Identifying Cancer Mutations
Determining the underlying cause of disease is a daunting task. In a 1994 Time magazine interview, Francis Collins, now director of the National Institutes of Health, said that locating a gene from scratch was like "trying to find a burned-out light bulb in a house located somewhere between the East and West coasts without knowing the state, much less the town or street the house is on." With its 3 billion base pairs distributed over 23 paired chromosomes, the human genome is an epic map to navigate. Nevertheless, an international effort to map the human genome at the individual DNA base pair level—the Human Genome Project—was initiated in 1990. The effort cost more than $2.7 billion, involved 20 research institutes and culminated in 2003 with the publication of the completed DNA sequence of the human genome.
An important byproduct of this effort has been significant improvements in DNA sequencing technology. These advances have led to the development of so-called next-generation sequencing instruments that can decode a human genome in several weeks—and at a cost of less than $100,000. In pioneering research using this technology, investigators from Washington University’s Genome Institute in 2008 reported they had unraveled the first complete genome of a cancer patient, a woman with acute myeloid leukemia. Since then, the same team of scientists has sequenced the genomes of additional cancer patients, including those with breast, lung, ovarian and glioblastoma, a type of brain tumor. These efforts and those of other scientists engaged in whole-genome sequencing of cancer genomes are providing an unprecedented look at the mutations that underlie cancer.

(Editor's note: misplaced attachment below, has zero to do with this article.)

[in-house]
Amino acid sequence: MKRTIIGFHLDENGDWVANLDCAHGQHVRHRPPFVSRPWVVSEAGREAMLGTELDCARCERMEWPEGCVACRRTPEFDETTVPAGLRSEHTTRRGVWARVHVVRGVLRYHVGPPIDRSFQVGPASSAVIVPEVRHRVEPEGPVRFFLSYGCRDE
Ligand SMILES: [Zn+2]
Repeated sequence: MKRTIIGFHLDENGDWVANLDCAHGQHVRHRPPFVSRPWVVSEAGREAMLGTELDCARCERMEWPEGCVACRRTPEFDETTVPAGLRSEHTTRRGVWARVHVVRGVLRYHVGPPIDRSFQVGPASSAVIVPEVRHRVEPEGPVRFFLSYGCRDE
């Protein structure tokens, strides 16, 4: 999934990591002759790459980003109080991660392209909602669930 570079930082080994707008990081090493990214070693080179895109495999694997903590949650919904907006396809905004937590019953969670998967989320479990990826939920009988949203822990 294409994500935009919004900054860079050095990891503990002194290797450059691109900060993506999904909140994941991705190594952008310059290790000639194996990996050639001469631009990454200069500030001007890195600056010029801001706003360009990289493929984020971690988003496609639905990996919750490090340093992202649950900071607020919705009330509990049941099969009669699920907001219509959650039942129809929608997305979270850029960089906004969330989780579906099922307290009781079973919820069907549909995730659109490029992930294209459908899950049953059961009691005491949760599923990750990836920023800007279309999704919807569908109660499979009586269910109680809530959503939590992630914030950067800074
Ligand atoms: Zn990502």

Next-generation DNA sequencing technology will be used in the St. Jude Children’s Research Hospital – Washington University Pediatric Cancer Genome Project to sequence the genomes of 600 pediatric cancer patients. This rapid-sequencing method involves chopping the DNA into millions of small fragments, about 200 base pairs in length. The fragments are amplified many times and then read, or decoded, simultaneously. Fluorescent markers indicate the position of each DNA letter, A, T, C or G.
As part of the new project, DNA will be isolated from both the cancer cells and a normal, healthy tissue sample from the same patient. The healthy cells give the scientists a reference DNA sequence to which they can compare genetic alterations in the patient's tumor cells. The scientists will look for genetic differences—points of single base changes in the DNA, insertions and deletions of bits of genetic material, variations in gene copy number and structural changes—in a patient's cancer genome compared with his or her normal genome.
Typically, hundreds of mutations may be linked to the cancer, but the challenge for researchers is to sift through massive amounts of genetic data to distinguish the dozen or so “driver” mutations—those that are thought to initiate and contribute to tumor growth—from the “passenger” mutations, which are random, background mutations that are not relevant to the disease.
The advantage of the whole-genome approach is that scientists can move beyond a list of genes that have been previously associated with cancer to explore the entire genome and find meaningful cancer-causing mutations. Such a project holds enormous potential for improving the diagnosis and treatment of childhood cancers.